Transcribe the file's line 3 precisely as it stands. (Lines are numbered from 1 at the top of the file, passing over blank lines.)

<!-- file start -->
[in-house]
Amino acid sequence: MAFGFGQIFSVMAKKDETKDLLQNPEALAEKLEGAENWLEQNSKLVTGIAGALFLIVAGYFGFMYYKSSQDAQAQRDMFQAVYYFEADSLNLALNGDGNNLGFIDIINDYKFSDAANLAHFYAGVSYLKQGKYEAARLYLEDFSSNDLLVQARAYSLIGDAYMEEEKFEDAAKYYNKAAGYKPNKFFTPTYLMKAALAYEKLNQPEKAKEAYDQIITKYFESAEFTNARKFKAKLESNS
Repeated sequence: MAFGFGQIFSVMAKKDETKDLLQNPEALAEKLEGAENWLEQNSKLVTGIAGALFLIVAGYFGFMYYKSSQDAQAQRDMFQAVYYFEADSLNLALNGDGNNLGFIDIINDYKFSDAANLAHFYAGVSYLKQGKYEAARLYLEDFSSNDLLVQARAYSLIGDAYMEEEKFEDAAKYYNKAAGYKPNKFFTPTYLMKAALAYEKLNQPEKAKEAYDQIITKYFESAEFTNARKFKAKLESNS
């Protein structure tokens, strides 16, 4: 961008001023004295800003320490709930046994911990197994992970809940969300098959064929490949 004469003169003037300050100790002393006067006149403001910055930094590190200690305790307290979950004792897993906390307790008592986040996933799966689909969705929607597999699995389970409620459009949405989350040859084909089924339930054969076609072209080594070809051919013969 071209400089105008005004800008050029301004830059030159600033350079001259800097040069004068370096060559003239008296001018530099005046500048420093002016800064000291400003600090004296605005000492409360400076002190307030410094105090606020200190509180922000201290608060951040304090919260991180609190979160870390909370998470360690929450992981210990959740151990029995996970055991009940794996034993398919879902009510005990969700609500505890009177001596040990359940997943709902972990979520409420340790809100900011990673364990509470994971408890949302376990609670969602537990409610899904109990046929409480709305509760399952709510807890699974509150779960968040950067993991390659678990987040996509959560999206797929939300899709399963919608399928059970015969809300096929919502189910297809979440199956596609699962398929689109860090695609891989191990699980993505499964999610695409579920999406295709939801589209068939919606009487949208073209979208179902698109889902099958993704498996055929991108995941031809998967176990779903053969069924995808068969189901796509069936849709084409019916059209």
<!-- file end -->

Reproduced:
Repeated sequence: MAFGFGQIFSVMAKKDETKDLLQNPEALAEKLEGAENWLEQNSKLVTGIAGALFLIVAGYFGFMYYKSSQDAQAQRDMFQAVYYFEADSLNLALNGDGNNLGFIDIINDYKFSDAANLAHFYAGVSYLKQGKYEAARLYLEDFSSNDLLVQARAYSLIGDAYMEEEKFEDAAKYYNKAAGYKPNKFFTPTYLMKAALAYEKLNQPEKAKEAYDQIITKYFESAEFTNARKFKAKLESNS